BP recently created BP Launchpad as a business incubator

10 May 2019 16:15 (UTC+04:00)

By Trend

BP is getting into the startup business launching its own well technology business, called Lytt, with other tech startups on the way, reports Trend citing to Reuters.

BP developed the acoustic, fiber-optics technology a couple of years ago to help identify sand interference in its offshore wells and the British energy supermajor has now created a corporate subsidiary for its Lytt business.

“The technology has legs beyond what BP’s needs are,” said Ahmed Hashmi, BP’s chief digital and technology officer, at the week-long Offshore Technology Conference.

BP plans to use the technology – already in use in the North Sea and Azerbaijan – for its operated and non-operated rigs, and to eventually market it to other companies.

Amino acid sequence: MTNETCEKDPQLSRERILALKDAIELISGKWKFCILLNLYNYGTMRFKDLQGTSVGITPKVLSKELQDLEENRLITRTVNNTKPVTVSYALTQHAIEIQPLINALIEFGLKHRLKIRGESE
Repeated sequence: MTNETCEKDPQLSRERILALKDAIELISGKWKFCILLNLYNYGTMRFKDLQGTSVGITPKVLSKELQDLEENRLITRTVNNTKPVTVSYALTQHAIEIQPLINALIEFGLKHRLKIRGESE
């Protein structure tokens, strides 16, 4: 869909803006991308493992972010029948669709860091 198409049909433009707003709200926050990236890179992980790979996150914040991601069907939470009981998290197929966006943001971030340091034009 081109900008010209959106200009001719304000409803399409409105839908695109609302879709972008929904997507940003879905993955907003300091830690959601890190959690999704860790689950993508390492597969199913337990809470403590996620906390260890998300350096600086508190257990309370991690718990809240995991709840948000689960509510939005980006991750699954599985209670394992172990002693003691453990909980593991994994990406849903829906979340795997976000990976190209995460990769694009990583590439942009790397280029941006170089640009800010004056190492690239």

BP describes its Lytt technology as similar to the Shazam mobile phone application that identifies songs. Lytt, which has its own app, uses fiber optics to identify sounds in wells and paint a picture of the well conditions, including sand interference.

Lytt is Norwegian for “listen.” A primary developer of the technology is BP’s Tommy Langnes, who’s also Norwegian. “We use acoustic sounds to illuminate the subsurface,” Langnes said.

The data from each well is the equivalent of downloading 1,000 Netflix films simultaneously, BP said.

But BP sees Lytt as just the start.

Apart from the BP Ventures division that invests in other technology companies, BP recently created BP Launchpad as a business incubator to develop its own tech companies.

2014 was not just another oil price cycle, it’s a fundamental shift in the industry – BP

About three years ago as crude prices bottomed out during the last oil bust, BP realized this wasn’t just another oil price cycle. This was a fundamental shift in the industry that required BP to go all in on investing in new technology to become more efficient and keep costs down long term, said Ian Kavanagh, BP’s head of upstream modernization and transformation.

BP is already saving billions of dollars by simplifying and leaning more on technology than ever before, Kavanagh said.

“We are just three years into an ongoing journey,” he said.

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